T&A titlepieceASK Keith Thomson and John Tempest what they’d like for Christmas and they might say, respectively: another building, and a piece of land in central Bradford.

During the next year both Bradford Metropolitan Food Bank and the Bradford Soup Run will be looking for a new location to carry on with the job of feeding the needy which they’ve been doing for a combined total of 40 years or more.

John Tempest’s Soup Run has been providing top notch nosh directly to the homeless for 30 years. Currently he operates from a large container called The Pavilion not far from the Interchange.

The food bank, founded by Lashman Singh, has packaged bags of donated or specially purchased food to people recommended by welfare, medical or social agencies for just over ten years. They have been doing this in the former Roman Catholic church building, St Mary’s, just off Leeds Road – not far from the Soup Run’s office on Barkerend Road.

Hundreds of people having a hard time will benefit from their work. The festive season isn’t a time for relaxation for them. Keith Thomson, treasurer of the Bradford Metropolitan Food Bank, said: “Unfortunately, this year Christmas eve, Christmas day, New Year’s eve and New Year’s day all fall on our only packing days, so we are beavering away at the moment to get stocks of food bags up to scratch to meet the demand.

“This has been at more than 800 bags a month for the whole year giving a total for 2014 of more than 10,000 bags, each worth between £12 and £15. The recent Parliamentary scrutiny report on food banks raised the profile nationally and as a result we have seen a slight increase in the donation of food and cash.

“We are still looking for a new home and will be concentrating on that task in the New Year once we have got Christmas out of the way.”

The food bank is having to move out because the premises are scheduled to be converted into homes and workshops for the homeless.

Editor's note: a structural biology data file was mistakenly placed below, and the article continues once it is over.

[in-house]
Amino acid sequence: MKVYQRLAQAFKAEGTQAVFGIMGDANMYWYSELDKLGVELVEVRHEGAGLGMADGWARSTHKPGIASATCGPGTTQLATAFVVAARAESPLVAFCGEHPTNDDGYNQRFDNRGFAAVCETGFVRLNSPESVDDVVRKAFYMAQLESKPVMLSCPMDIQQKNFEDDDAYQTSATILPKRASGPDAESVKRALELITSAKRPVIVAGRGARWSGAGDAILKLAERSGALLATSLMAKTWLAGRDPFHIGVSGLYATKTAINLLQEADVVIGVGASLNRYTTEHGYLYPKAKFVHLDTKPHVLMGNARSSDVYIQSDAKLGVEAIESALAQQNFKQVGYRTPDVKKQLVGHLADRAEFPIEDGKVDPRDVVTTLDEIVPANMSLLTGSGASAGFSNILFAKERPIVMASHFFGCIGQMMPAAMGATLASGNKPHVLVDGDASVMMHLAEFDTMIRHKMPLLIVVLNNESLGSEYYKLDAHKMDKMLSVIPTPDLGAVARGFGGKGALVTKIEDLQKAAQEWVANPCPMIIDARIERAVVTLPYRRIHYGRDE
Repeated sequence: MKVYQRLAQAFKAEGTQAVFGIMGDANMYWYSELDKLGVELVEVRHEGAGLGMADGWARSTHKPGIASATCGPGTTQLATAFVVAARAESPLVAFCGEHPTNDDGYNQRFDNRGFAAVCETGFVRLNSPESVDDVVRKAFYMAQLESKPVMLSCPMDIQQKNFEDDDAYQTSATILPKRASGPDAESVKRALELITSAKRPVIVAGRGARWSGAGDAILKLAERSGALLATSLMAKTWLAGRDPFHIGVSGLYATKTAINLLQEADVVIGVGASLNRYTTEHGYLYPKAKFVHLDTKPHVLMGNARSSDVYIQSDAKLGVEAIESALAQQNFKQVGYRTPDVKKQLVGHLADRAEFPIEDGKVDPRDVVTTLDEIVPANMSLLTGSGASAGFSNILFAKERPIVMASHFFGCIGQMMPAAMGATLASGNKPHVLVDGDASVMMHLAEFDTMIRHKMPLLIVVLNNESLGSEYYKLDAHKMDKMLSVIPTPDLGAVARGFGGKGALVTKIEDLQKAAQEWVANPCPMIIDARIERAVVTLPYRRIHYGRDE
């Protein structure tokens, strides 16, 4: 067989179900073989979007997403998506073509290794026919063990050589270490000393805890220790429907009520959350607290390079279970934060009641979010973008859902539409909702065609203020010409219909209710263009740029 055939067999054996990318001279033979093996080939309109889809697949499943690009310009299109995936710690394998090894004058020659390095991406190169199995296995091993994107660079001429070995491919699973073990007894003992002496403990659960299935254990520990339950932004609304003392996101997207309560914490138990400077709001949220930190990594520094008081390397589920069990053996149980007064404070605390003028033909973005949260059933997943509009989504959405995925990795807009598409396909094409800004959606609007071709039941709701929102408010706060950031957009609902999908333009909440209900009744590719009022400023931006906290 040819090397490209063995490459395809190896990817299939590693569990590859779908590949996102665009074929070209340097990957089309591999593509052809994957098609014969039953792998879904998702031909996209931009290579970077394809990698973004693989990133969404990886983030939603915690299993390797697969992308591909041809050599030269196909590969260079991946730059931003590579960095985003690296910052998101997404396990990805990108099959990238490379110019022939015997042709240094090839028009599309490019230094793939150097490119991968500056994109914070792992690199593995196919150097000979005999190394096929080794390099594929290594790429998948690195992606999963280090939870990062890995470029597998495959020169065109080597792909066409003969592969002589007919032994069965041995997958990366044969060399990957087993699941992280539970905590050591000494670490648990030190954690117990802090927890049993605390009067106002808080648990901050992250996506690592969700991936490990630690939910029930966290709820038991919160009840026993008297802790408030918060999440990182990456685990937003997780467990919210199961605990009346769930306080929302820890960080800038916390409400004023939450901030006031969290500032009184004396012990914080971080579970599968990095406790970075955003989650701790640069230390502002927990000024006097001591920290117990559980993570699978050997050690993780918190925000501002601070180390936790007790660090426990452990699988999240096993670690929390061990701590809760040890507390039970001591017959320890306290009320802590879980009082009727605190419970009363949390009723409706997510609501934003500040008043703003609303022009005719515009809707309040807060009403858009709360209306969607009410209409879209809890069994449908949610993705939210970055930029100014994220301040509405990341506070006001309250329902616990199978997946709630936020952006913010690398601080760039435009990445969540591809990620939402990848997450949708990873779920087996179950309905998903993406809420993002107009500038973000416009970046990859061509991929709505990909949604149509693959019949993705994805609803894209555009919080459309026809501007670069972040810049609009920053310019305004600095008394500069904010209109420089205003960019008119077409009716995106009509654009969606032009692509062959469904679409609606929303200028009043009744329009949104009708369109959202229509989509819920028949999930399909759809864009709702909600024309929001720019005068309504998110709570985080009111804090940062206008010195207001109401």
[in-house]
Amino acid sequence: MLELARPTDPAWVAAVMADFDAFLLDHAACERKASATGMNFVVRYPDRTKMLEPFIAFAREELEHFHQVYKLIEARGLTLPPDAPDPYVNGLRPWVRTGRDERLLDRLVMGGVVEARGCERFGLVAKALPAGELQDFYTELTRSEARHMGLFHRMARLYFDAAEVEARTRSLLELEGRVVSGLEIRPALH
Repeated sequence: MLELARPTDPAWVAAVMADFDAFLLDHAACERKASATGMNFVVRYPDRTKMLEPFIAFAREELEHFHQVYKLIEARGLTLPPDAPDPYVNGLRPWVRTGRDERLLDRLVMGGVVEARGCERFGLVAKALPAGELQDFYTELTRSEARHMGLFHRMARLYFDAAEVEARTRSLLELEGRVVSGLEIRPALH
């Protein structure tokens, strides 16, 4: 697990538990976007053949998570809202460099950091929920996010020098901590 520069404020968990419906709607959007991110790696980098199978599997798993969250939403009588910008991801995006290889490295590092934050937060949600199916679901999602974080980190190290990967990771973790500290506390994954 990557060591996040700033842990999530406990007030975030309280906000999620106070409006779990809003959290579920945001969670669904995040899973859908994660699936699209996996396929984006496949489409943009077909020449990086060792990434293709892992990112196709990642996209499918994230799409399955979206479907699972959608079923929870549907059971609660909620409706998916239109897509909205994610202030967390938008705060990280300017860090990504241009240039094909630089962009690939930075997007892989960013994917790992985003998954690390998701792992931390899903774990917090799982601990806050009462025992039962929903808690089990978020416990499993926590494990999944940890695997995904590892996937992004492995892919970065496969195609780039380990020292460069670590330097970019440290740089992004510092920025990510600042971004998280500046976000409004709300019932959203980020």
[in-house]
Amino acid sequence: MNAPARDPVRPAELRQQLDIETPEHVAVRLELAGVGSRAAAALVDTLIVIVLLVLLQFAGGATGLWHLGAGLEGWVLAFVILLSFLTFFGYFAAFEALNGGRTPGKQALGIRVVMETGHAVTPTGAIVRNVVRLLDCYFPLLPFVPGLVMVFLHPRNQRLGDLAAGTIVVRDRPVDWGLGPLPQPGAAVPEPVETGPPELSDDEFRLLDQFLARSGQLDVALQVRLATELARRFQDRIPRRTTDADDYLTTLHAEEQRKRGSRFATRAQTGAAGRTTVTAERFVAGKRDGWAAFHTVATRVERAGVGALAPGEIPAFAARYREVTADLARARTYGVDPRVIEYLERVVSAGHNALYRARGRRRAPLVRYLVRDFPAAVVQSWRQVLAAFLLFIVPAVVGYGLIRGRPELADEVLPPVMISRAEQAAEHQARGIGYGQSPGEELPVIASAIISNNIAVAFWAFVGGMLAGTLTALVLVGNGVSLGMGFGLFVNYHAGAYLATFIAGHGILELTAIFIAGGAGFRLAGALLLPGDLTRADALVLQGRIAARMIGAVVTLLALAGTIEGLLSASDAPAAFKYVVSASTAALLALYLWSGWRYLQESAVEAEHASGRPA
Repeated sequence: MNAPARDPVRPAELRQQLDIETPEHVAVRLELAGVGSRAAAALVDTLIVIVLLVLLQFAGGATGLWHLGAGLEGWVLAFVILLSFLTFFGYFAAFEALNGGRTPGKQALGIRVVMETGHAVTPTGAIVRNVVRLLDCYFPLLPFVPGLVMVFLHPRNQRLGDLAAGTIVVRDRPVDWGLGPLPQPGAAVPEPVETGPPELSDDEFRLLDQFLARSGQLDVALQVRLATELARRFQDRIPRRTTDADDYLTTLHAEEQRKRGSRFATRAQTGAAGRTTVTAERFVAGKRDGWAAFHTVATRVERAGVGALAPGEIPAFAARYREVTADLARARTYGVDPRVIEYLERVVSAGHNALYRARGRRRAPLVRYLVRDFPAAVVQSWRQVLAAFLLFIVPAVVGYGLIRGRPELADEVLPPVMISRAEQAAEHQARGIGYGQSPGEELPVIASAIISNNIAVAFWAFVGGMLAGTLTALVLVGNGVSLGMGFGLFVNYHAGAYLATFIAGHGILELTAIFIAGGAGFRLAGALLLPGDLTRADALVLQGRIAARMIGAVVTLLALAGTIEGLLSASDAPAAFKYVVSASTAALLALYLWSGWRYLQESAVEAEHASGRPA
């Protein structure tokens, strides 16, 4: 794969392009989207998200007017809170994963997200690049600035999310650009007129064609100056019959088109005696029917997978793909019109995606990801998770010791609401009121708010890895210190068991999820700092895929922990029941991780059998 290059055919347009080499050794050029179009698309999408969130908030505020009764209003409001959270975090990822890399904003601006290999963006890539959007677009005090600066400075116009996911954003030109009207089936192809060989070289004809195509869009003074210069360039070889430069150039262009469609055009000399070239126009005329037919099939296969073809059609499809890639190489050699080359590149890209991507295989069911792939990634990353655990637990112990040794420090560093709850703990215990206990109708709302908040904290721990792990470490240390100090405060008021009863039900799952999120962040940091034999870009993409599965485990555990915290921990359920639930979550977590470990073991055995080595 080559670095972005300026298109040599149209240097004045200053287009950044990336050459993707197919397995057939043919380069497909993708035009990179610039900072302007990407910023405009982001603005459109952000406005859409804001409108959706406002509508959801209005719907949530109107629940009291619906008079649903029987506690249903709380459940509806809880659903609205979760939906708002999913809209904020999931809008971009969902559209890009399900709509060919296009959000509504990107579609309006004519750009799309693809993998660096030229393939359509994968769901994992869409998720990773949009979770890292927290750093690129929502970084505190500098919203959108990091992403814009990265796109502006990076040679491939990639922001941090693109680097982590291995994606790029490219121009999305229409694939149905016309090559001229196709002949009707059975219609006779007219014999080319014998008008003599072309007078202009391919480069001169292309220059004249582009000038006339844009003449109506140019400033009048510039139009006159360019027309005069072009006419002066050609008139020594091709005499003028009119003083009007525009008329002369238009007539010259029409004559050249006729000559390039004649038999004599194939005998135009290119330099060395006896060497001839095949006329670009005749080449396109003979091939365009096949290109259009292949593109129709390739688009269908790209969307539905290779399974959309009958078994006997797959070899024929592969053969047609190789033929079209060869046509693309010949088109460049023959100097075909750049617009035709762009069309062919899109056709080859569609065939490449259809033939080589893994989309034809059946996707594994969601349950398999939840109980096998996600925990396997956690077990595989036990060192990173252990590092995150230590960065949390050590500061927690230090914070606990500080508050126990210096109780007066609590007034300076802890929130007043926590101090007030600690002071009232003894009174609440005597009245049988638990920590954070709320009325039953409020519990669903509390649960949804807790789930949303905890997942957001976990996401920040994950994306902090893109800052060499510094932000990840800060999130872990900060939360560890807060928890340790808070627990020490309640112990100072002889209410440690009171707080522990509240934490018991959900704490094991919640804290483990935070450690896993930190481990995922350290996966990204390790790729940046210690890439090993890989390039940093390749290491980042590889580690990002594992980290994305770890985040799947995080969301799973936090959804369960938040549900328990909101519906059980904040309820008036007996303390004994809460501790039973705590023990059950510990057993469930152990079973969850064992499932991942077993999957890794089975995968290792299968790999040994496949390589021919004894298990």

Every Christmas John Tempest’s Soup Run offers a sumptuous feast for up to 200 homeless people. This year’s four-course dinner, comprising of the best ingredients Mr Tempest and his team of 11 volunteers are able to acquire and cook, takes place on Boxing Day.

The need can be measured by the fact that when the Soup Run started back in the mid-1980s, the Christmas meal was prepared and served by just three people.

John Tempest’s wife Julie, who normally makes the vegetable-rich weekly stew, will be taking control of the Christmas meal which takes many hours to prepare. All the hot food is cooked in or on the Tempests’ double oven, transferred into very large American-made flasks and then transported from their home near Chellow Dene in two vehicles to the Pavilion.

But this year’s free meal may be the last to be dished up on the present site where the Soup Run has been established for the last 20 years or more..

John Tempest said: “Bradford Council decided they wanted to build a new swimming pool pretty much where we currently are. I’ve had a meeting with them, and everybody said nice things about what we do, but as yet we have heard nothing further.

“We haven’t been given a leaving date or a timetable, but we will be looking for somewhere else in 2015. Ideally we will need to be able to near to the city centre and in a fairly enclosed area – not too open to potential nosey-parkers – and we will need to be able to site not one but two container units. It seems sensible to plan to seat more people than we can at present.

“We don’t want an existing building; but a piece of land for rent would be good. I don’t mind if it’s council-owned or privately owned .If anyone has any wonderful suggestions, please write to us at Unit 4, Newcastle House, Barkerend Road, Bradford BD1 4AP, and let us know.”

That’s in the future. More pressingly, this year’s Christmas feast is short of two or three essential items: chocolate bars – “The guys on the street like them” – and scarves.

Recently a man turned up at the Friday night Soup Run with barely any shoes on his feet. He asked for help. John Tempest went out and bought him a pair of boots, what he called “the ethos of meeting the need”.

If the Three Wise Men happen to be passing through Bradford on their way east this Christmas, they won’t be bearing gifts of gold, frankincense and myrrh, but a carton of cereals, a three-litre container of milk and a box of socks and chocolates.

From Telegraph & Argus